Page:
By Fulton E. Rockwell, and N. Michele Holbrook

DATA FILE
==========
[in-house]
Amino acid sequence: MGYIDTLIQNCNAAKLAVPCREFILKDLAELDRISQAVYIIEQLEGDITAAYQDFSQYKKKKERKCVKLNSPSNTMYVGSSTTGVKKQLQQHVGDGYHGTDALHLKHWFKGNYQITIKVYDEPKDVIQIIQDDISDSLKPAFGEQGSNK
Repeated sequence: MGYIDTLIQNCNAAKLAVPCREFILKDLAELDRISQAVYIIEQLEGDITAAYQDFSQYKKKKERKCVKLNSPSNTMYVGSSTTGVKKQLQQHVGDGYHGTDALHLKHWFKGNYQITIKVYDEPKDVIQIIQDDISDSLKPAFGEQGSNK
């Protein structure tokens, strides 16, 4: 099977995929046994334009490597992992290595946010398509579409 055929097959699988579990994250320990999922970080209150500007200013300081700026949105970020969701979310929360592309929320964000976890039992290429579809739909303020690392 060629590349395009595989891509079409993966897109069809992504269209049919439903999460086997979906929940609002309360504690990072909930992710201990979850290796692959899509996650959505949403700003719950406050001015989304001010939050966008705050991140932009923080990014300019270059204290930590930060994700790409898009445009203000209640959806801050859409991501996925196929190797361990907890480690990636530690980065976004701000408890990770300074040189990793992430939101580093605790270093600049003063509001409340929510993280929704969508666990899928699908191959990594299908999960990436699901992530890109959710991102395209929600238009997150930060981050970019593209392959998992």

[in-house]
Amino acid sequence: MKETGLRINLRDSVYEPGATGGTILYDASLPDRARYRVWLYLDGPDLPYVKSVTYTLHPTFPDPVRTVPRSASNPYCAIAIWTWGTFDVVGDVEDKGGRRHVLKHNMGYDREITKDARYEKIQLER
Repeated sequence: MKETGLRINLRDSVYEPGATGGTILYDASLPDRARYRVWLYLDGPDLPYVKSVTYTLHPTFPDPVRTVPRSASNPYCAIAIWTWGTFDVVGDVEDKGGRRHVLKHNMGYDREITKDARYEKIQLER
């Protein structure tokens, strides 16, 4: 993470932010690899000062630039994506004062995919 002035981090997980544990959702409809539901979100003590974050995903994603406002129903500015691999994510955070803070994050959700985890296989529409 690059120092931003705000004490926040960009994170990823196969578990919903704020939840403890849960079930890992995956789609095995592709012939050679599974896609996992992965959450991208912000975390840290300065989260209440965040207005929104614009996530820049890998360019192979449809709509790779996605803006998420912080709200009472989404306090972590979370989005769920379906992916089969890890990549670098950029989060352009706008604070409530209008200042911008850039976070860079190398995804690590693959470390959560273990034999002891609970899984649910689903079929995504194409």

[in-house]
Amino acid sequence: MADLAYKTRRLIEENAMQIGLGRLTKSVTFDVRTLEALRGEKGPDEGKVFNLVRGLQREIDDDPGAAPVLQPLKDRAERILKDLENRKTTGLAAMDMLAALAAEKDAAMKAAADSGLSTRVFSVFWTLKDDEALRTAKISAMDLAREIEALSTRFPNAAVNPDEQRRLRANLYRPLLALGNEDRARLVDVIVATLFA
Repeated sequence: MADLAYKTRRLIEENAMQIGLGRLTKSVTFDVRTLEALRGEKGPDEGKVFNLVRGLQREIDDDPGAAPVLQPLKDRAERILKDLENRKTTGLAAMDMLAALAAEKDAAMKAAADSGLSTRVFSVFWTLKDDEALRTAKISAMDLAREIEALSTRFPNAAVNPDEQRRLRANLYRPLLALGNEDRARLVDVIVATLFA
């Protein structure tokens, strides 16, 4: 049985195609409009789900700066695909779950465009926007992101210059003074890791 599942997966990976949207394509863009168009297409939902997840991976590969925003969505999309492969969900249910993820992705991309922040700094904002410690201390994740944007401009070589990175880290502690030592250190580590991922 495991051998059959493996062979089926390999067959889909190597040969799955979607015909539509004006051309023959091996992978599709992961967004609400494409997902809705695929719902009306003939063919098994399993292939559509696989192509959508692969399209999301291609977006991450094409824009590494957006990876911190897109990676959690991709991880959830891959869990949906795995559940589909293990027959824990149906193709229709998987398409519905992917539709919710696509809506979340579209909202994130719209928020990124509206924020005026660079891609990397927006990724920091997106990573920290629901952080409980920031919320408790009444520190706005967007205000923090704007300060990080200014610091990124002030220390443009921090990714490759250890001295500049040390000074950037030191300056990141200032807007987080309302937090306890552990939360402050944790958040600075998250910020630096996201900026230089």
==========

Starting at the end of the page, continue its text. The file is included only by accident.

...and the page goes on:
The structure of leaf vasculature viewed over a broad phylogenetic scale from lycophytes to eudicots correlates with stomatal conductance (gs), providing the basis for the hypothesis that increasing vein density drove the evolution of high fluxes in angiosperms. Yet the relationship between vascular geometry and gas fluxes breaks down at finer phylogenetic scales. In this update we derive a simple 1D model suitable for mapping the effects of 3D vascular architecture and transport capacity onto an effective length for transport through the mesophyll. This approach allows us to explore notions of optimality in the hydraulics of reticulately veined leaves, which differ from the 2D case. We then consider limits to gs that may derive from genomic constraints on cell size, and the role of mechanical advantage. We conclude that more mechanistic modeling of transpiration could help resolve the sensitivity of stomatal, genome, and vein density relationships to phylogenetic scale.